What Kind of Change Will Sweet Micky Bring to Haiti?

Since the beginning of the electoral campaign up until the present day, Mr. Martelly has proclaimed change. Change is a word that means many things to the Haitians who are hearing it, because change is what the country needs.

Unfortunately the level of debate during the electoral campaigning remained low because of the sensational nature of the population, the majority of whom are is easily moved by emotion and don’t yet seem to be ready to reflect before acting. For example, the voters don’t differentiate between electoral debate and political programs. This is extremely serious because this is how it has always been and it ends with leaders being removed through undemocratic means.

The biggest problem in Haiti today was never touched upon during the election process: the redistribution of the country’s land. Many large landowners stole land during the Duvalier dictatorship with false papers. Land was expropriated from the poor who have now been rendered homeless and are living in the streets. Clearly, if Haiti needs change it must begin with this most important problem. If all of the people displaced by the earthquake are left homeless in the streets, it is because they have nowhere else they can stay and their plight must be the priority for those who say they want change.

The question of what change is coming to Haiti must be asked because there are some issues that are important, even fundamental, that Mr. Martelly has not spoken to, or has ignored.

Sovereignty. In all of his campaign speeches, Martelly never spoke of the country’s sovereignty, but there is no country without sovereignty. After he claimed his victory, Martelly declared: “MINUSTAH (the occupation force, or United Nations Stabilization Mission in Haiti) is not a problem for Haiti.” This raises the question: if the MINUSTAH, which has been in the country for more than six years killing people, violating women, taking money for accomplishing nothing and disrespecting Haitians when they want is truly not a problem, what might Mr. Martelly consider a problem?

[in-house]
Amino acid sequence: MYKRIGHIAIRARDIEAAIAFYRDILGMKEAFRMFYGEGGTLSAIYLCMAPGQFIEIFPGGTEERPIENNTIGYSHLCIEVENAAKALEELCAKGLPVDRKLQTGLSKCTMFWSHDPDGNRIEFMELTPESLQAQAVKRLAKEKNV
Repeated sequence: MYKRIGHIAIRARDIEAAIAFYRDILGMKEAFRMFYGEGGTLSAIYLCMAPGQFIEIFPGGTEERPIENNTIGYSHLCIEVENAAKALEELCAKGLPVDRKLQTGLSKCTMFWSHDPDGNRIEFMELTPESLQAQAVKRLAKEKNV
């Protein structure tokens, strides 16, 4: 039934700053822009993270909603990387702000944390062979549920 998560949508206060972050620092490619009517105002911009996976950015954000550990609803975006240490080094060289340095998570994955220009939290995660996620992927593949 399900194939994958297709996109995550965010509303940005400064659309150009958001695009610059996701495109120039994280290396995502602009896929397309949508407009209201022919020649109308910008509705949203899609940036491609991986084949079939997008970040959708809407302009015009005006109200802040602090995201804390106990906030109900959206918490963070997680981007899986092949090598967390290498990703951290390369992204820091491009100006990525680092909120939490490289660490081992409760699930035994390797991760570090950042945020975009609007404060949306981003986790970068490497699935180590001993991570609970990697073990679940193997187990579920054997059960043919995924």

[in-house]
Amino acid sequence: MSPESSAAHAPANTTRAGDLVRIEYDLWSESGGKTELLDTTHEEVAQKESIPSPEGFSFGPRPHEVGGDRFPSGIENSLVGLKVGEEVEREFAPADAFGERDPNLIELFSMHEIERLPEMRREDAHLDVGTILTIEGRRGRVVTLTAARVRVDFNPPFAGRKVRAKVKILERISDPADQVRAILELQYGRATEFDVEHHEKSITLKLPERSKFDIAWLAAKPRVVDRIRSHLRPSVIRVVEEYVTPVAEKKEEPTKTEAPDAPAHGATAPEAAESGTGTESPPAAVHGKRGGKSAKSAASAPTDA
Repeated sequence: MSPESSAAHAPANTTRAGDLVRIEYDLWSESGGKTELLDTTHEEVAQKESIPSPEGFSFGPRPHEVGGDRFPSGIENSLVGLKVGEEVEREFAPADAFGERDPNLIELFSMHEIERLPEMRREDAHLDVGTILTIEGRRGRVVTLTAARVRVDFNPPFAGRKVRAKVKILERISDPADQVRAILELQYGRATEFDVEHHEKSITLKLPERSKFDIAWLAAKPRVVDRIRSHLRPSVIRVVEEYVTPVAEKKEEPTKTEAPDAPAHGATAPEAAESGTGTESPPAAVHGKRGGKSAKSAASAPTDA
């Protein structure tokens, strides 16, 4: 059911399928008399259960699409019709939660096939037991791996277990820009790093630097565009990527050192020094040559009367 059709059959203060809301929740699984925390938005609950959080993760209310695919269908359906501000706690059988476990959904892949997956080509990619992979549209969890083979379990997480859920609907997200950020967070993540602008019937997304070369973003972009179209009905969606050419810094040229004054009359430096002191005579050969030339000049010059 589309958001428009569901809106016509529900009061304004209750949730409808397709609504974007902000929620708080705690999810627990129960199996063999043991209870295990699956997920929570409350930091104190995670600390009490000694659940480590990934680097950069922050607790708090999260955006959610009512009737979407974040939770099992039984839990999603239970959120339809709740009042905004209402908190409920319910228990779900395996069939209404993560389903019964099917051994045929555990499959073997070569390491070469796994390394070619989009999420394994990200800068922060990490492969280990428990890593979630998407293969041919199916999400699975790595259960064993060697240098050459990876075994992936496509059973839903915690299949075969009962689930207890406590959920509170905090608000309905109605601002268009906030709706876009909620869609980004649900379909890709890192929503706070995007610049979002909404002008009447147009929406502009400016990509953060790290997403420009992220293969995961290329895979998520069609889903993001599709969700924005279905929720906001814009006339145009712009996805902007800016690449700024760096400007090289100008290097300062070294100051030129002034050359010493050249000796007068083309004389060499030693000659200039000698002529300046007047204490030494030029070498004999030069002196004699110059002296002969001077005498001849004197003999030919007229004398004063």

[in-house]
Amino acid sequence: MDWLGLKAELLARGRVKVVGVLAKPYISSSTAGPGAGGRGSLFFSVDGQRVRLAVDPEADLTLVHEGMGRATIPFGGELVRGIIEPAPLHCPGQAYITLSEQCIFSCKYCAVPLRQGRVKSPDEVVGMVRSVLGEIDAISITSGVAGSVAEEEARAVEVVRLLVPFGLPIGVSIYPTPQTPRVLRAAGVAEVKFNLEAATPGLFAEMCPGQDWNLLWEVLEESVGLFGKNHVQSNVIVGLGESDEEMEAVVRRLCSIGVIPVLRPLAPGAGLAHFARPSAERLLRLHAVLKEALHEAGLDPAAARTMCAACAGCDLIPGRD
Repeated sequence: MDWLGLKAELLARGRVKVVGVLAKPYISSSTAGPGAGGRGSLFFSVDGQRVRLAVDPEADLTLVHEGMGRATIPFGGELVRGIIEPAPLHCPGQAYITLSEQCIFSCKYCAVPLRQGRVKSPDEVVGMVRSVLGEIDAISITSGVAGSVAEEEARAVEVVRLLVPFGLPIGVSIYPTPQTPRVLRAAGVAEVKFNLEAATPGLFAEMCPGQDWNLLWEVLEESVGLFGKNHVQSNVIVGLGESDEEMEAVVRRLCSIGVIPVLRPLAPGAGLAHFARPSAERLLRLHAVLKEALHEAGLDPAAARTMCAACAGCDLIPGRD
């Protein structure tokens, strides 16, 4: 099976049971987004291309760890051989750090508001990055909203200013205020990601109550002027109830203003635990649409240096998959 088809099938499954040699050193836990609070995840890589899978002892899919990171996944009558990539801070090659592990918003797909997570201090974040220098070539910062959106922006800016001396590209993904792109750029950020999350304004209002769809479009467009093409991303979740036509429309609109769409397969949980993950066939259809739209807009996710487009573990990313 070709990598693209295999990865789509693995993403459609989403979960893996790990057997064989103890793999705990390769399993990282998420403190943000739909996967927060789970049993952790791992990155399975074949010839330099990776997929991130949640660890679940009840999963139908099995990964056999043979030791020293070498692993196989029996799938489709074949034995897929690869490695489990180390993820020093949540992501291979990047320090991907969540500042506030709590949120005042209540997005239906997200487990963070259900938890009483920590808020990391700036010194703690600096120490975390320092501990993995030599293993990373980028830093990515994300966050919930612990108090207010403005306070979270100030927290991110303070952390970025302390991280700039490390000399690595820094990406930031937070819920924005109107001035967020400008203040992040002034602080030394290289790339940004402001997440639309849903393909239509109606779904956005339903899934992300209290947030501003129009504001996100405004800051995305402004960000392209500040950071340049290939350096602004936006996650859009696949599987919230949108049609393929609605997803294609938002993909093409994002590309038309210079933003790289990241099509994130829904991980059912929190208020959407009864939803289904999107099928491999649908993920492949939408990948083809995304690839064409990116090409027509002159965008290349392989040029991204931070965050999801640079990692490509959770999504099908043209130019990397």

The creole pigs were the savings account of the peasants, but the bourgeois landowners and the de facto government destroyed them with the support of the United States. This is an important case to illuminate and for the country to seek justice and reparations because there is no agriculture or animal husbandry without the peasants. Up until this moment , Martelly’s political plan doesn’t have these fundamental things within it, even though it is possible to find the same race of pigs in Jamaica and Cuba to repopulate in Haiti.


A system of personal identification and land tenure are important to help combat insecurity so that tourists can begin visiting the country again.

Employment is one of the central points of Martelly’s platform, but he has never been specific about the kinds of employment he would like to create, whether it be cash for work or hanging posters on the walls. It is clear that Mr. Martelly is in agreement with the Interim Haiti Recovery Commission (IHRC) which has promoted building factories throughout the country. The Commission has already approved the construction of five new factories, three for the private sector (the bourgeoisie) and two for the government, so they can continue to exploit the impoverished for $2-3 US each day.